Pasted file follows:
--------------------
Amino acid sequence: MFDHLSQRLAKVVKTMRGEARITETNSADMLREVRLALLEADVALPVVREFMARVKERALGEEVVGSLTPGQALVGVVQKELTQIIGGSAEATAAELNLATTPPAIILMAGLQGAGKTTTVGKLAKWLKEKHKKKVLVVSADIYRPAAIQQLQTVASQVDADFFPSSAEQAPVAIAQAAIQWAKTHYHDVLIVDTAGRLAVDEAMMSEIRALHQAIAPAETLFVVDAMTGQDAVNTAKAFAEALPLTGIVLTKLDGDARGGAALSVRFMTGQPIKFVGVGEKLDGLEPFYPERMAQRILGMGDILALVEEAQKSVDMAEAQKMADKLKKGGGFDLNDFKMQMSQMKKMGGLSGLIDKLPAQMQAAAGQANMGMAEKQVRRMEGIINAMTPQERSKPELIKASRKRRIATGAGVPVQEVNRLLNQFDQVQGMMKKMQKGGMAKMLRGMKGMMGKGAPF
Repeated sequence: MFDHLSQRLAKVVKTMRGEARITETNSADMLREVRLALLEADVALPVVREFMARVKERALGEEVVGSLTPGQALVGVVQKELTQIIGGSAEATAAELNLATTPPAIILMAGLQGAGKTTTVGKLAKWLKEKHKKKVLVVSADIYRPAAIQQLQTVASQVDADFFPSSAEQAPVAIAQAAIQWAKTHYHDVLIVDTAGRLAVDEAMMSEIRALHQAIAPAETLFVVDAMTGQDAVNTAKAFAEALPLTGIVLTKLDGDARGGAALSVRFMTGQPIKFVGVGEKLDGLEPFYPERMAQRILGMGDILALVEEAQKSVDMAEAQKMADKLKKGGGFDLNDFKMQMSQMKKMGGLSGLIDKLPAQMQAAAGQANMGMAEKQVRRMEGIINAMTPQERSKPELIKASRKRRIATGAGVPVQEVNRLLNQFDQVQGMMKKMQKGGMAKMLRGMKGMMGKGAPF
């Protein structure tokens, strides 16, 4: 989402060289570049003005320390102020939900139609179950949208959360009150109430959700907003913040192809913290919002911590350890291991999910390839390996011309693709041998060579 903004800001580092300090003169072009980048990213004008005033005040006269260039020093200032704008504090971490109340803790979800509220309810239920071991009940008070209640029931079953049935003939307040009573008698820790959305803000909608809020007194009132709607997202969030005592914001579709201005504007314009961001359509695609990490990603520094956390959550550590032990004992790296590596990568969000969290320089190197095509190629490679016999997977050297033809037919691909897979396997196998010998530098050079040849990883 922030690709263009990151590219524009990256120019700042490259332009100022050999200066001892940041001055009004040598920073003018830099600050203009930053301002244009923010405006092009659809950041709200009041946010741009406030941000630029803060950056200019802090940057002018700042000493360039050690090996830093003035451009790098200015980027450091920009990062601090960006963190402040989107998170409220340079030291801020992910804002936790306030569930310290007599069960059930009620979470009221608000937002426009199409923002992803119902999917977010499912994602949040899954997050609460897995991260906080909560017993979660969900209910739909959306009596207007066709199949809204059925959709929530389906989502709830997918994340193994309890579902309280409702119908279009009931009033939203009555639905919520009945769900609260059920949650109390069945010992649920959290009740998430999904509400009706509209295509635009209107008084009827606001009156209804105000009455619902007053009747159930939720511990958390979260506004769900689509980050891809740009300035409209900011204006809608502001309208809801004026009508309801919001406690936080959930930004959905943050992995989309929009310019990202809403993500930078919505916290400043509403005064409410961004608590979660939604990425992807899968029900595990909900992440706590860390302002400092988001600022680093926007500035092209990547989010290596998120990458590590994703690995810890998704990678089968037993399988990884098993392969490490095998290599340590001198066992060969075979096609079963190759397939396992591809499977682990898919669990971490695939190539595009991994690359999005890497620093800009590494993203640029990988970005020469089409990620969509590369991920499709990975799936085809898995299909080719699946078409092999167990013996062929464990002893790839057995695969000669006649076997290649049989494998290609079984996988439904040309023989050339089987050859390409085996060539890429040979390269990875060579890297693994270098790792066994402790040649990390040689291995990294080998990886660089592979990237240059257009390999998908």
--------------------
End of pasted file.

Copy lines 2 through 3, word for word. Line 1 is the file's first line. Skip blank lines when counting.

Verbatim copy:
Repeated sequence: MFDHLSQRLAKVVKTMRGEARITETNSADMLREVRLALLEADVALPVVREFMARVKERALGEEVVGSLTPGQALVGVVQKELTQIIGGSAEATAAELNLATTPPAIILMAGLQGAGKTTTVGKLAKWLKEKHKKKVLVVSADIYRPAAIQQLQTVASQVDADFFPSSAEQAPVAIAQAAIQWAKTHYHDVLIVDTAGRLAVDEAMMSEIRALHQAIAPAETLFVVDAMTGQDAVNTAKAFAEALPLTGIVLTKLDGDARGGAALSVRFMTGQPIKFVGVGEKLDGLEPFYPERMAQRILGMGDILALVEEAQKSVDMAEAQKMADKLKKGGGFDLNDFKMQMSQMKKMGGLSGLIDKLPAQMQAAAGQANMGMAEKQVRRMEGIINAMTPQERSKPELIKASRKRRIATGAGVPVQEVNRLLNQFDQVQGMMKKMQKGGMAKMLRGMKGMMGKGAPF
């Protein structure tokens, strides 16, 4: 989402060289570049003005320390102020939900139609179950949208959360009150109430959700907003913040192809913290919002911590350890291991999910390839390996011309693709041998060579 903004800001580092300090003169072009980048990213004008005033005040006269260039020093200032704008504090971490109340803790979800509220309810239920071991009940008070209640029931079953049935003939307040009573008698820790959305803000909608809020007194009132709607997202969030005592914001579709201005504007314009961001359509695609990490990603520094956390959550550590032990004992790296590596990568969000969290320089190197095509190629490679016999997977050297033809037919691909897979396997196998010998530098050079040849990883 922030690709263009990151590219524009990256120019700042490259332009100022050999200066001892940041001055009004040598920073003018830099600050203009930053301002244009923010405006092009659809950041709200009041946010741009406030941000630029803060950056200019802090940057002018700042000493360039050690090996830093003035451009790098200015980027450091920009990062601090960006963190402040989107998170409220340079030291801020992910804002936790306030569930310290007599069960059930009620979470009221608000937002426009199409923002992803119902999917977010499912994602949040899954997050609460897995991260906080909560017993979660969900209910739909959306009596207007066709199949809204059925959709929530389906989502709830997918994340193994309890579902309280409702119908279009009931009033939203009555639905919520009945769900609260059920949650109390069945010992649920959290009740998430999904509400009706509209295509635009209107008084009827606001009156209804105000009455619902007053009747159930939720511990958390979260506004769900689509980050891809740009300035409209900011204006809608502001309208809801004026009508309801919001406690936080959930930004959905943050992995989309929009310019990202809403993500930078919505916290400043509403005064409410961004608590979660939604990425992807899968029900595990909900992440706590860390302002400092988001600022680093926007500035092209990547989010290596998120990458590590994703690995810890998704990678089968037993399988990884098993392969490490095998290599340590001198066992060969075979096609079963190759397939396992591809499977682990898919669990971490695939190539595009991994690359999005890497620093800009590494993203640029990988970005020469089409990620969509590369991920499709990975799936085809898995299909080719699946078409092999167990013996062929464990002893790839057995695969000669006649076997290649049989494998290609079984996988439904040309023989050339089987050859390409085996060539890429040979390269990875060579890297693994270098790792066994402790040649990390040689291995990294080998990886660089592979990237240059257009390999998908």